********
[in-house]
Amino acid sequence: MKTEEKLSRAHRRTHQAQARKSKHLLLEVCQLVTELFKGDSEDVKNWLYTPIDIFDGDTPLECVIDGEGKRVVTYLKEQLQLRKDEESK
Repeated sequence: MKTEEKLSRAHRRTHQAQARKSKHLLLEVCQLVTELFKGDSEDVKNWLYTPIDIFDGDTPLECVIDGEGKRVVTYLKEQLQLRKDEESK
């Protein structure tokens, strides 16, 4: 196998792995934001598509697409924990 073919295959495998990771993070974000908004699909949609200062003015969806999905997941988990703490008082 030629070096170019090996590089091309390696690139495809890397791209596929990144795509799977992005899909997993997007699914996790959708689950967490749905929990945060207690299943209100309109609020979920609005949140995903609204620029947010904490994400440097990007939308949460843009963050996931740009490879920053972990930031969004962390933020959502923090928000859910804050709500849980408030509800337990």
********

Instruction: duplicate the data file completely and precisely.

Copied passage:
[in-house]
Amino acid sequence: MKTEEKLSRAHRRTHQAQARKSKHLLLEVCQLVTELFKGDSEDVKNWLYTPIDIFDGDTPLECVIDGEGKRVVTYLKEQLQLRKDEESK
Repeated sequence: MKTEEKLSRAHRRTHQAQARKSKHLLLEVCQLVTELFKGDSEDVKNWLYTPIDIFDGDTPLECVIDGEGKRVVTYLKEQLQLRKDEESK
């Protein structure tokens, strides 16, 4: 196998792995934001598509697409924990 073919295959495998990771993070974000908004699909949609200062003015969806999905997941988990703490008082 030629070096170019090996590089091309390696690139495809890397791209596929990144795509799977992005899909997993997007699914996790959708689950967490749905929990945060207690299943209100309109609020979920609005949140995903609204620029947010904490994400440097990007939308949460843009963050996931740009490879920053972990930031969004962390933020959502923090928000859910804050709500849980408030509800337990």